Java Platform, Standard Edition Troubleshooting Guide
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2.20 Native Operating System Tools

This section lists a number of native tools available on Windows, Linux, and Oracle Solaris operating systems that are useful for troubleshooting or monitoring purposes. A brief description is provided for each tool. For further details, refer to the operating system documentation (or man pages for Oracle Solaris and Linux operating systems).

The format of log files and output from command-line utilities depends on the release. For example, if you develop a script that relies on the format of the fatal error log, then the same script may not work if the format of the log file changes in a future release.

You can also search for Windows-specific debug support on MSDN developer network.

The following sections describe troubleshooting techniques and improvements to a few native operating system tools.

2.20.1 DTrace Tool

Oracle Solaris 10 operating system includes the DTrace tool, which allows dynamic tracing of the operating system kernel and user-level programs. This tool supports scripting at system-call entry and exit, at user-mode function entry and exit, and at many other probe points. The scripts are written in the D programming language, which is a C-like language with safe pointer semantics. These scripts can help you in troubleshooting problems or solving performance issues.

The dtrace command is a generic front end to the DTrace tool. This command provides a simple interface to invoke the D language, to retrieve buffered trace data, and to access a set of basic routines to format and print traced data.

You can write your own customized DTrace scripts, using the D language, or download and use one or more of the many scripts that are already available on various sites.

The probes are delivered and instrumented by kernel modules called providers. The types of tracing offered by the probe providers include user instruction tracing, function boundary tracing, kernel lock instrumentation, profile interrupt, system call tracing, and many more. If you write your own scripts, you use the D language to enable the probes; this language also allows conditional tracing and output formatting.

You can use the dtrace -l command to explore the set of providers and probes that are available on your Oracle Solaris operating system.

The DTraceToolkit is a collection of useful documented scripts developed by the Open Oracle Solaris DTrace community. For more information about the DTraceToolkit, see the DTraceToolkit.

For more information about dynamic tracing in general, see the Solaris Dynamic Tracing Guide.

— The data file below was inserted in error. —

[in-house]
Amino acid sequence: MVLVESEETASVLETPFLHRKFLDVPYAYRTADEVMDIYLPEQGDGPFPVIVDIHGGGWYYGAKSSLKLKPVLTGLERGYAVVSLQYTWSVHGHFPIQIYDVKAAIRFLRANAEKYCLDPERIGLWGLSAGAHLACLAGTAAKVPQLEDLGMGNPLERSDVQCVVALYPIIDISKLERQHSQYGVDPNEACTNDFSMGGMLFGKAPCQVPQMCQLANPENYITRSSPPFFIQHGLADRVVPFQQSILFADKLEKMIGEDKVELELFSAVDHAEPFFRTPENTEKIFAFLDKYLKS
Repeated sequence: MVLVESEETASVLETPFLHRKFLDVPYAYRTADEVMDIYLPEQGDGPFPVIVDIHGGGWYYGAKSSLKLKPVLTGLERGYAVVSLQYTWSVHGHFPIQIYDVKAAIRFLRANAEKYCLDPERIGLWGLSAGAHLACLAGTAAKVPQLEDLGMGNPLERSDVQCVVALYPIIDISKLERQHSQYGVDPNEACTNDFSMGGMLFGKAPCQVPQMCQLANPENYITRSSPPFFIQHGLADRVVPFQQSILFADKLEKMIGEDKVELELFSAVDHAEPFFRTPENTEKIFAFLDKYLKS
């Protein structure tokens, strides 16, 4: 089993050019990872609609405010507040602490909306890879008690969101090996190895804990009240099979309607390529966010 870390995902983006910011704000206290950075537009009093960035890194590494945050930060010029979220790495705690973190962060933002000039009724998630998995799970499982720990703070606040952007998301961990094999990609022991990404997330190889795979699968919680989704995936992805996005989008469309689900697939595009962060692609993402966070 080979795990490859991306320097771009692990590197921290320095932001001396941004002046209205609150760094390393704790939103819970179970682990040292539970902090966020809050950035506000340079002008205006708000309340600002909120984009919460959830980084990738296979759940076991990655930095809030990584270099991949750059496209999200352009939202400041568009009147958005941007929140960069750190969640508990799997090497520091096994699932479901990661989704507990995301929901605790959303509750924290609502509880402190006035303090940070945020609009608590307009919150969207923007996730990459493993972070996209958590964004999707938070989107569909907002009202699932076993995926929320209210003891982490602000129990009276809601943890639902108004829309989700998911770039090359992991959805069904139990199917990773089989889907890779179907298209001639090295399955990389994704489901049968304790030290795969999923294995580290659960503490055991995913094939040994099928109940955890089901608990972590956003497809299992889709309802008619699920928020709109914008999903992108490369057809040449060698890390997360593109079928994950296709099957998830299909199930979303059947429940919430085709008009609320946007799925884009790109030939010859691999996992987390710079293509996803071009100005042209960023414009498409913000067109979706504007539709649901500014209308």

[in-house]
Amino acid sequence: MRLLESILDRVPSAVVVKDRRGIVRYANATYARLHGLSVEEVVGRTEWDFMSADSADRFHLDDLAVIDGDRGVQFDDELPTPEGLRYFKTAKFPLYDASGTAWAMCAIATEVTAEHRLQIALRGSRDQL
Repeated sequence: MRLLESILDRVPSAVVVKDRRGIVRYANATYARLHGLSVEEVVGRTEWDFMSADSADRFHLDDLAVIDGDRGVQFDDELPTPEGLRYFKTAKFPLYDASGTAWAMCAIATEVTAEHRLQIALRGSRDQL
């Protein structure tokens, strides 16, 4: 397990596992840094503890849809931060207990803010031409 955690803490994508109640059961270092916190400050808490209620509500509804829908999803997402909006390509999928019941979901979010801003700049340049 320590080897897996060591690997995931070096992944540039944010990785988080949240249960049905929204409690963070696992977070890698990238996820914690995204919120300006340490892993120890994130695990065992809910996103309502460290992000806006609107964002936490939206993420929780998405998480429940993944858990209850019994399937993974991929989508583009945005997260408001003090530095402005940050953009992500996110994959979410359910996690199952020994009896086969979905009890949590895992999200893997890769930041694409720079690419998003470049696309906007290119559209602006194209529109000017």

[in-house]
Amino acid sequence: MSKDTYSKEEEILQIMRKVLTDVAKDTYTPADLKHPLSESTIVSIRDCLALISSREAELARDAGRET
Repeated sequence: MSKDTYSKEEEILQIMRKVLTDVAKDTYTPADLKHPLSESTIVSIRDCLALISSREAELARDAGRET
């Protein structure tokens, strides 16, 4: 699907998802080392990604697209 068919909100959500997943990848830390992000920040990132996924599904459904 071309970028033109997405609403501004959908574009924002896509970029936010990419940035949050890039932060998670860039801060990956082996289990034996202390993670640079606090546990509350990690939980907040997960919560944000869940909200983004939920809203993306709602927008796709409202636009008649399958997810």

2.20.2 Probe Providers in Java HotSpot VM

The Java HotSpot VM contains two built-in probe providers: hotspot and hotspot_jni. These providers deliver probes that can be used to monitor the internal state and activities of the VM, as well as the Java application that is running.

The JVM probe providers can be categorized as follows:

  • VM lifecycle: VM initialization begin and end, and VM shutdown

  • Thread lifecycle: thread start and stop, thread name, thread ID, and so on

  • Class-loading: Java class loading and unloading

  • Garbage collection: start and stop of garbage collection, systemwide or by memory pool

  • Method compilation: method compilation begin and end, and method loading and unloading

  • Monitor probes: wait events, notification events, contended monitor entry and exit

  • Application tracking: method entry and return, allocation of a Java object

In order to call from native code to Java code, the native code must make a call through the JNI interface. The hotspot_jni provider manages DTrace probes at the entry point and return point for each of the methods that the JNI interface provides for invoking Java code and examining the state of the VM.

At probe points, you can print the stack trace of the current thread using the ustack built-in function. This function prints Java method names in addition to C/C++ native function names. Example 2-38 is a simple D script that prints a full stack trace whenever a thread calls the read system call.

The script in Example 2-38 is stored in a file named read.d and is run by specifying the PID of the Java process that is traced as shown in Example 2-39.

If your Java application generated a lot of I/O or had some unexpected latency, then the DTrace tool and its ustack() action can help you diagnose the problem.

2.20.4 Improvements to pstack Tool

Prior to Oracle Solaris 10 operating system, the pstack utility did not support Java. It printed hexadecimal addresses for both interpreted and compiled Java methods.

Starting with Oracle Solaris 10 operating system, the pstack command-line tool prints mixed mode stack traces (Java and C/C++ frames) from a core file or a live process. The tool prints Java method names for interpreted, compiled, and inlined Java methods.

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